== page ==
Create an indoor nature retreat:  Although we are big fans of the benefits of of outdoor physical activity, you can reap green benefits if you get on a treadmill with a view out the gym window!  And position your home exercise equipment and a comfy chair so you have a view of outside greenery!  There's plenty of evidence that simply...seeing greenery...reduces stress, increases mental focus and fuels good moods. 
But don't stop there! Invite house plants into your home.
Live plants can keep your home humidified...
remove carbon dioxide from the air...and send out revitalizing oxygen.
Most do this by day...as they convert sunlight into energy.

Street Tree Project
People in some of Hamilton’s most polluted neighbourhoods are breathing a little easier, thanks to the work by Randy Kay and the group at the Hamilton Street Tree Project. Recently, he was named Volunteer Hamilton’s Community Builder of the Year.  He said his work wasn’t about winning awards, or even how many trees are planted every year, but about the long-term impact on neighbourhoods with worst air quality.  More than 80 trees were planted in Crown Point  last year.  The year before, about 70 trees were planted in the Keith area.  “The impact on these areas in 20 years will be tremendous.”

Randy Kay, an environmental and clean air advocate in the city for years, dreamed up the Street Tree Project three years ago while looking at Google satellite maps of Hamilton  What he saw, struck a chord.  You could see the difference  when looking at Ancaster or Dundas…you could see GREEN ~ but other neighbourhoods were all grey.

Kay, who is co-ordinator of volunteers for the Ontario Public Interest Research Group at McMaster University, decided to connect the university’s student volunteers with the city’s existing tree planting  program.  Students went door to door promoting the tree planting and the group hit immediate success.  Kay said the group will be back again this summer, canvassing an even wider section of the north end and hoping  to top the 80 trees planted last year.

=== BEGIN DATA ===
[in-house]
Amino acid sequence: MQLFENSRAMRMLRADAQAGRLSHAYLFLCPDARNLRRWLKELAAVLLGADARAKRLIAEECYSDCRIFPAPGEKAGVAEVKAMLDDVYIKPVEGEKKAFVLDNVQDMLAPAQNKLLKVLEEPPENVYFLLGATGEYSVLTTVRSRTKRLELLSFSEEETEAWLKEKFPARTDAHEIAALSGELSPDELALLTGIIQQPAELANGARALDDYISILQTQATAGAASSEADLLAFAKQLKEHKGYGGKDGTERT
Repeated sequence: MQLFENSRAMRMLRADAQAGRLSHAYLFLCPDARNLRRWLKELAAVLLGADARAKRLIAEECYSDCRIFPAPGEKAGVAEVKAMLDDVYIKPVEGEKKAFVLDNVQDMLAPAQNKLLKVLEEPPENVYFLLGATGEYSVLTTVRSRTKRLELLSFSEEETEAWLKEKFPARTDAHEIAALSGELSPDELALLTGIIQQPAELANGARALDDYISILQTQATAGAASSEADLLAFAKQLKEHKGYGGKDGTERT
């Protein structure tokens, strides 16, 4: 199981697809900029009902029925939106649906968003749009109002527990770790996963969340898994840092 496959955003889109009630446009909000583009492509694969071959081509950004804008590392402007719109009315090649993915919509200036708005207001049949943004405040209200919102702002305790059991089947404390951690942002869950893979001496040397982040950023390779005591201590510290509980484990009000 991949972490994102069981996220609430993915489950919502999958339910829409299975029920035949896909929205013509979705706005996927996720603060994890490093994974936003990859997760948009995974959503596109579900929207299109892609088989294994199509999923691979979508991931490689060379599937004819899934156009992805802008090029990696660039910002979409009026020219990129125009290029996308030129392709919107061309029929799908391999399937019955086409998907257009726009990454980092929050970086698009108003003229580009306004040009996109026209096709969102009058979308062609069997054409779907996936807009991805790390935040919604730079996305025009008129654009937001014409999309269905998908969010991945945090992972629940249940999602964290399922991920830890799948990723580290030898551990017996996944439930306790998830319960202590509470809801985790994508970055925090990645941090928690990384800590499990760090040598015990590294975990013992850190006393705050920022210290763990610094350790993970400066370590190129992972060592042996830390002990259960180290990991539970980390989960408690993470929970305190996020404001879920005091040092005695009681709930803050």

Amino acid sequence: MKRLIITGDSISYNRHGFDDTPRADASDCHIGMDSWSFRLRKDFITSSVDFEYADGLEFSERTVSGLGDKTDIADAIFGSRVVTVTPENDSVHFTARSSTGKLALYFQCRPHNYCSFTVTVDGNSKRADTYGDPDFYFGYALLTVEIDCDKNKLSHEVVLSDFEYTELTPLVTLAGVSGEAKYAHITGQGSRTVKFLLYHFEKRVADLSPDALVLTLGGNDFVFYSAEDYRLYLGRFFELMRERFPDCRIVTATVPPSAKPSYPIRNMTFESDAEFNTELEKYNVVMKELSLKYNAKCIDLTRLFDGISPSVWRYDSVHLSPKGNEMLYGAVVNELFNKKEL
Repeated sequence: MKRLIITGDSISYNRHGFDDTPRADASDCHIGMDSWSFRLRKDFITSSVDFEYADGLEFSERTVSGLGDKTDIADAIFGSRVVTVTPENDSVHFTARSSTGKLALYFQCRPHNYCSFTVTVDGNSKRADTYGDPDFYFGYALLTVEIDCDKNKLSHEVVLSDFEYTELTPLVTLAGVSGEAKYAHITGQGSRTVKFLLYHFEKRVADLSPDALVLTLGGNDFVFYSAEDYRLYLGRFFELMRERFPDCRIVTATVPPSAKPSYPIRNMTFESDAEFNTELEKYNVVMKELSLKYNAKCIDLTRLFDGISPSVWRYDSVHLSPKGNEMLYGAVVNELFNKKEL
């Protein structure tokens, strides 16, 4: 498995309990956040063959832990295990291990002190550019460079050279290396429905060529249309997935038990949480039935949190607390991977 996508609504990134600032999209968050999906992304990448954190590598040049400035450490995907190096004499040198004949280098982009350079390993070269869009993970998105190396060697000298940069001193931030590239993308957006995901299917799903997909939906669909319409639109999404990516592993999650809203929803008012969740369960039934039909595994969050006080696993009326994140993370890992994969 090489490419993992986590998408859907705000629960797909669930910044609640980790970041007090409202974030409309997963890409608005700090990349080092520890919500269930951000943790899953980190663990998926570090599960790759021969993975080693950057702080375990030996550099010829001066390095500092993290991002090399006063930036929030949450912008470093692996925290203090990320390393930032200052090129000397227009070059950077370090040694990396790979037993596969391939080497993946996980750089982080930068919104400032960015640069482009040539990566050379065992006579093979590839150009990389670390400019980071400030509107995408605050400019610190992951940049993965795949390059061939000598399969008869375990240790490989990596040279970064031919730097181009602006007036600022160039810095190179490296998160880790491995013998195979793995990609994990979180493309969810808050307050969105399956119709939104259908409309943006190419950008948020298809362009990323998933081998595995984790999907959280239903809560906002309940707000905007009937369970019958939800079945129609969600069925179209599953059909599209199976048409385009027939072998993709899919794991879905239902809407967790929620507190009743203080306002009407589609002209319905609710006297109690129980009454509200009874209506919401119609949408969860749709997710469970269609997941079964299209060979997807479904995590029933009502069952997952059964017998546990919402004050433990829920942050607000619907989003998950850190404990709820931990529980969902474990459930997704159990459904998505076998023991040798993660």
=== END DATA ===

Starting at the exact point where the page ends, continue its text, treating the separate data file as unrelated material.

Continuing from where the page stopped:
Strength in Numbers
Volunteers fill buckets with cedar mulch to be used as bedding around newly-planted trees at Churchill Park, Saturday morning as part of Earth Day celebrations.  About 400 volunteers helped plant more than 1,000 saplings…of 26 native species to replace the  dying Norwegian  Maples and European Buckthorn which were cut out of the area earlier this week.  (Photo in Spectator depicts 5 or 6 of these volunteers with shovels amid existing healthy trees…as they plant these saplings for new growth in the neighbourhood.)
Volunteers make a difference..
Volunteers make any city a better place.
Hamilton has one of the highest percentages of volunteers in Canada.

Pearl of Wisdom
May you always walk in the sunshine, My Friend.
May you always have Love to share...
Health to spare...and Friends that care.
(Native adage)

Crafted by Merle Baird-Kerr…April 20, 2015
To comment...email to:

2 comments:

  1. JEANNE COMMENTS: "Terrific piece, Merle. Maybe it's all my house plants that have kept me going all these years?
    I never can seem to get rid of them.
    In fact, I keep rooting new ones."

    ReplyDelete
  2. Thank you, Jeanne, for your personal comment.
    "Talking to your plants" is good for body, mind and spirit.
    We are all inhabitants of Earth!

    ReplyDelete